Thanksgiving Shopping for the Environmental Learning Center

[We are excited to publish the second piece in our Foodshed Series, with monthly updates from the amazing chefs working so hard to provide program participants and staff at the Environmental Learning Center with sustainable, seasonal, and deliciously fresh food. In an age where the production and consumption of food are heavily disconnected, we work hard to preserve those ties by considering how food flows from the farms to our tables and all the processes in between. Purchasing from local farmers allows us to draw connections between their livelihoods and our own while at the same time contributing to our mission to conserve and restore Northwest environments through education. It’s a renewing and rewarding partnership, and one we hope to keep sustaining and growing.]
I would like to introduce myself. I am Shelby Slater, the Chef at the Environmental Learning Center. I was born and raised in Anacortes, Washington and am proud to call the Pacific Northwest my home. One of the privileges I have working for the North Cascades Institute is running our Foodshed program, the largest component of which is working with local sources to supply our food. On my way to work the week of Thanksgiving, I made six stops between Anacortes and the Environmental Learning Center, and would like to share that journey as an anecdote to the success of our foodshed efforts.

Thanksgiving Family Getaway salad bar prepared with fresh, local food! Photo by Ryan Weisberg.

My first (and some would argue most important) stop of the day was just on the way out of town where I met up with my life-long friend Dan who owns and operates Coyote and Moka Joe Coffee. He supplies us with fresh, roasted, organic, fair trade coffee. I think it’s a great way to start the day, especially on a cold November morning.
Further down the road heading east on Route 20, my next stop was just after coming into Burlington at Wild Harvest Food. They are the largest supplier of hand picked northwest berries in the country. Huckleberries and gooseberries, Oh My!
I then cut over to Mt. Vernon to the Skagit Valley Co-op, which is one of my favorite stores to shop at for some of our specialty food items. I picked up organic cranberries and vegan cheeses. The co-op is also a great place to find all our gluten-free supplies.

Berries galore from our friends at Osprey Hill Farm! Photo courtesy Osprey Hill Farm.

Next I headed back over to Burlington to Fairhaven Organic Flour Mill where I pick up 100 pounds of all-purpose flour for piecrusts and cookies and 50 pounds of whole wheat for the bread we bake from scratch. This year we’ve made huge headway in the baking department and are moving towards almost totally local and organic ingredients.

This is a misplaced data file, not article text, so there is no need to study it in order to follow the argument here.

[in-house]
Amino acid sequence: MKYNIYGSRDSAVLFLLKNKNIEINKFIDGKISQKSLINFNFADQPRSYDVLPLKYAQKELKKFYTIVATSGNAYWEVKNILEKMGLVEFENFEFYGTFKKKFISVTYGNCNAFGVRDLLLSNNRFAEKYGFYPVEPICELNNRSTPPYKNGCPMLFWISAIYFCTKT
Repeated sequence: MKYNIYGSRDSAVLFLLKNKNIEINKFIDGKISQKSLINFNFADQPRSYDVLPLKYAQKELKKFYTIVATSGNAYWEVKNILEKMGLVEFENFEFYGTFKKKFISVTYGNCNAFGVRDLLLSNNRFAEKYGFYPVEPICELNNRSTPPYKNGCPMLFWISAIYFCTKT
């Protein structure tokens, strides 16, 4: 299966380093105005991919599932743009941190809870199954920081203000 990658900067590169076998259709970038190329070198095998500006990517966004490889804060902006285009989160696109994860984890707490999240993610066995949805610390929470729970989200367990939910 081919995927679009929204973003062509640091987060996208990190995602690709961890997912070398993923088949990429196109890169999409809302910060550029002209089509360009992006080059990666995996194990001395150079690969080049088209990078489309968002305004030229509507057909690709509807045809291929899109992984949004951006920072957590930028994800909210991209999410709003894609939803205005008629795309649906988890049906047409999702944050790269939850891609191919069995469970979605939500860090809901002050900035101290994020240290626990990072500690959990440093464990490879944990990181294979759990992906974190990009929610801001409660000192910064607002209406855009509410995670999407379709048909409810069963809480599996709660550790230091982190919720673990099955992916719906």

Then I got on my way to our office in Sedro-Woolley, where I stopped in to say hello to all our great staff and grabbed the mail before heading further along the road. It’s also were I met up with Geoff who, along with his wife Anna and their kids, make up Osprey Hill Farm located in Acme. I mostly buy our whole free-range organic chickens from them, but because it was Thanksgiving, that day I purchased Heritage Turkeys just as free and healthy as their chickens. They also have the best fingerling potatoes in the valley and I could not resist. Along with the spuds, I also picked up rainbow carrots, beets, and onions.
I jumped back on Hwy 20 and continued on my way to Rockport. I always make a stop before Concrete and take a minute to watch the elk if they are out in the viewing area, which I did on this day. I also make a stop on the east side of Concrete if the bald eagles are out on the Skagit River. Between the wildlife and the stunning views of the Cascade Mountains, it’s a wonder it doesn’t take me all day to get to work.

Thanksgiving turkey, gravy, and cranberry sauce served fresh to participants at the Environmental Learning Center. Photo by Ryan Weisberg.

After reaching Rockport, I took a right and headed about a quarter mile to Blue Heron Farm. Anne’s been supplying the Environmental Learning Center with fresh organic produce since the very inception of the Foodshed program. I also picked up more carrots and onions. But mostly I stopped by to get some of her awesome cooking pumpkins. They make the best pies in the world. And I purchased some acorn and carnival squash as well.
I love spending time with the people that supply our food at the Environmental Learning Center. They are a diverse and passionate group of people. I’m always enlightened and entertained with the time I spend with them.
Happy New Year from the Kitchen!
Leading photo courtesy Osprey Hill Farm.


  1. Saul

    It’s great to read about a “day in the life” of the Foodshed. Especially to get some insight into the people – Shelby, his staff and the farmers – who bring it to life. This is a wonderful and growing community project. And it makes me hungry as I read this before my early morning commute.

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